Annually, Gartner Research makes a set of IT-related predictions that “showcase the trends and events that will change the nature of business today and beyond.” This year’s assessment offers 250 predictions across 56 markets, topics and industry areas.
Although the full reports are behind a pay wall (good for them!), Gartner summarizes some of its conclusions in a recent press release and provides more background on its web site. Two content-related developments jumped out at me (the text is taken from Gartner; I’ve added the links that appear):
By 2013, mobile phones will overtake PCs as the most common Web access device worldwide. According to Gartner’s PC installed base forecast, the total number of PCs in use will reach 1.78 billion units in 2013. By 2013, the combined installed base of smartphones and browser-equipped enhanced phones will exceed 1.82 billion units and will be greater than the installed base for PCs thereafter.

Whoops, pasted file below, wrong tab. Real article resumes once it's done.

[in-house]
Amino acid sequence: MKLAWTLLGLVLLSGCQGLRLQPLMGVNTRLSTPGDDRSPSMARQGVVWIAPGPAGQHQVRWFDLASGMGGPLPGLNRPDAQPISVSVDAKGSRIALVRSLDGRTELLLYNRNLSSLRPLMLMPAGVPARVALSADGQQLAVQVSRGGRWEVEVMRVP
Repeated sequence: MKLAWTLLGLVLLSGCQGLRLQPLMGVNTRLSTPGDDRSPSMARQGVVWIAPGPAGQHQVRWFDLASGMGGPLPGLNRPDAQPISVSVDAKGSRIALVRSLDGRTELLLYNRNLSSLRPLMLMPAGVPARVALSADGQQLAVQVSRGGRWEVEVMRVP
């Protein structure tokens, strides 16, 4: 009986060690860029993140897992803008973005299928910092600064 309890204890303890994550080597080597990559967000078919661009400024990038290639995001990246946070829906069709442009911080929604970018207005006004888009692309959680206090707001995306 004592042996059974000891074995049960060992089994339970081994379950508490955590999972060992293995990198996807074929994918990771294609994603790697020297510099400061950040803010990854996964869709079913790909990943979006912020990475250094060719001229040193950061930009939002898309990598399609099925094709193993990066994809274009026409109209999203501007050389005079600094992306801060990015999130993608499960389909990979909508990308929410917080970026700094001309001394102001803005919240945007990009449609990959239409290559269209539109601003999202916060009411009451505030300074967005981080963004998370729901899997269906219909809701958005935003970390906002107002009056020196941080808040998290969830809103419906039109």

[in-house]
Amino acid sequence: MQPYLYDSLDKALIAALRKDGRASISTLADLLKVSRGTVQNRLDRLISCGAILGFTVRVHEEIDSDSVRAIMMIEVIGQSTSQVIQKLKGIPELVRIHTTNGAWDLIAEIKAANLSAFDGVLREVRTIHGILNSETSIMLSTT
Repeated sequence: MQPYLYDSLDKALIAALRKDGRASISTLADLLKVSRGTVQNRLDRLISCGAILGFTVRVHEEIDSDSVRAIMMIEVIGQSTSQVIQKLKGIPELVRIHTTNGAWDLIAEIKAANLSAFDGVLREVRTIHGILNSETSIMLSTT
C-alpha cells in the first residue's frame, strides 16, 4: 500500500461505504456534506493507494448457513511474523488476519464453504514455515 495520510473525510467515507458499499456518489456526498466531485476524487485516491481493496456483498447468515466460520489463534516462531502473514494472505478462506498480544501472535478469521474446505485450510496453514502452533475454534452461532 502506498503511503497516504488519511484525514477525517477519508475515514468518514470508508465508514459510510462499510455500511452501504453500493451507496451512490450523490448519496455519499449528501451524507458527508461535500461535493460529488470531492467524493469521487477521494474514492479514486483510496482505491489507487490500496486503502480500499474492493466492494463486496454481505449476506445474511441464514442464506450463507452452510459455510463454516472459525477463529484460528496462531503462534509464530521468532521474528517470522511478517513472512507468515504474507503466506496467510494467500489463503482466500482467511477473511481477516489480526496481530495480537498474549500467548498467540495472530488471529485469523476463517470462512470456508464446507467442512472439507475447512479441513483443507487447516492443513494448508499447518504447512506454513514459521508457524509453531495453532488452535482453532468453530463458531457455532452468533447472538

By 2015, context will be as influential to mobile consumer services and relationships as search engines are to the Web. Whereas search provides the “key” to organizing information and services for the Web, context will provide the “key” to delivering hyperpersonalized experiences across smartphones and any session or experience an end user has with information technology. Search centered on creating content that drew attention and could be analyzed. Context will center on observing patterns, particularly location, presence and social interactions. Furthermore, whereas search was based on a “pull” of information from the Web, context-enriched services will, in many cases, pre-populate or push information to users.
The most powerful position in the context business model will be a context provider. Web, device, social platforms, telecom service providers, enterprise software vendors and communication infrastructure vendors will compete to become significant context providers during the next three years. Any Web vendor that does not become a context provider risks handing over effective customer ownership to a context provider, which would impact the vendor’s mobile and classic Web businesses.
As the links I’ve added suggest, untethered access gives content providers greater access to their audiences. It also increases customer need and demand for context.
As the consumption models shift from print to digital and tethered to mobile, the roles of publishers will likely expand to include curation, unless someone else gets there first.